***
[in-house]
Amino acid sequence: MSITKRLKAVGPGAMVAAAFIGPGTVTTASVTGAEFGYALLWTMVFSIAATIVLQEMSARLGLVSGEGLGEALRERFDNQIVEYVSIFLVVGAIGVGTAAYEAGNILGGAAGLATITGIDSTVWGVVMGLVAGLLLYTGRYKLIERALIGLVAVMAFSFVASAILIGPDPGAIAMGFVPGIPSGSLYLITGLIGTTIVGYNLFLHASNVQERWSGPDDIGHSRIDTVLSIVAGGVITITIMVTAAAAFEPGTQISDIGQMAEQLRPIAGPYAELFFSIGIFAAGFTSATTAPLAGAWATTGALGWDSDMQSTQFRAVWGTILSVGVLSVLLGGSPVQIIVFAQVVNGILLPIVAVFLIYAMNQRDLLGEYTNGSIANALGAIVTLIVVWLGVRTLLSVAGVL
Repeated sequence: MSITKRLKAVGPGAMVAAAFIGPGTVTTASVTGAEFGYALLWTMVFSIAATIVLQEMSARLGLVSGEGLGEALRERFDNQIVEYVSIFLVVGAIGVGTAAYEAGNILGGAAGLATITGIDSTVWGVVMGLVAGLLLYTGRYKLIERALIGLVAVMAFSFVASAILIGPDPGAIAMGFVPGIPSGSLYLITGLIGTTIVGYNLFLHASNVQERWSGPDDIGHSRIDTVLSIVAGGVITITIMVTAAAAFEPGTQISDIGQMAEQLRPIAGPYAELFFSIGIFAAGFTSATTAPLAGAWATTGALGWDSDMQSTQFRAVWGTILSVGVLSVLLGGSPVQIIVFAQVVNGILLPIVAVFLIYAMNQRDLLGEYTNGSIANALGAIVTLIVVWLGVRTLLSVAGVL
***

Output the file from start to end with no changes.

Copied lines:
[in-house]
Amino acid sequence: MSITKRLKAVGPGAMVAAAFIGPGTVTTASVTGAEFGYALLWTMVFSIAATIVLQEMSARLGLVSGEGLGEALRERFDNQIVEYVSIFLVVGAIGVGTAAYEAGNILGGAAGLATITGIDSTVWGVVMGLVAGLLLYTGRYKLIERALIGLVAVMAFSFVASAILIGPDPGAIAMGFVPGIPSGSLYLITGLIGTTIVGYNLFLHASNVQERWSGPDDIGHSRIDTVLSIVAGGVITITIMVTAAAAFEPGTQISDIGQMAEQLRPIAGPYAELFFSIGIFAAGFTSATTAPLAGAWATTGALGWDSDMQSTQFRAVWGTILSVGVLSVLLGGSPVQIIVFAQVVNGILLPIVAVFLIYAMNQRDLLGEYTNGSIANALGAIVTLIVVWLGVRTLLSVAGVL
Repeated sequence: MSITKRLKAVGPGAMVAAAFIGPGTVTTASVTGAEFGYALLWTMVFSIAATIVLQEMSARLGLVSGEGLGEALRERFDNQIVEYVSIFLVVGAIGVGTAAYEAGNILGGAAGLATITGIDSTVWGVVMGLVAGLLLYTGRYKLIERALIGLVAVMAFSFVASAILIGPDPGAIAMGFVPGIPSGSLYLITGLIGTTIVGYNLFLHASNVQERWSGPDDIGHSRIDTVLSIVAGGVITITIMVTAAAAFEPGTQISDIGQMAEQLRPIAGPYAELFFSIGIFAAGFTSATTAPLAGAWATTGALGWDSDMQSTQFRAVWGTILSVGVLSVLLGGSPVQIIVFAQVVNGILLPIVAVFLIYAMNQRDLLGEYTNGSIANALGAIVTLIVVWLGVRTLLSVAGVL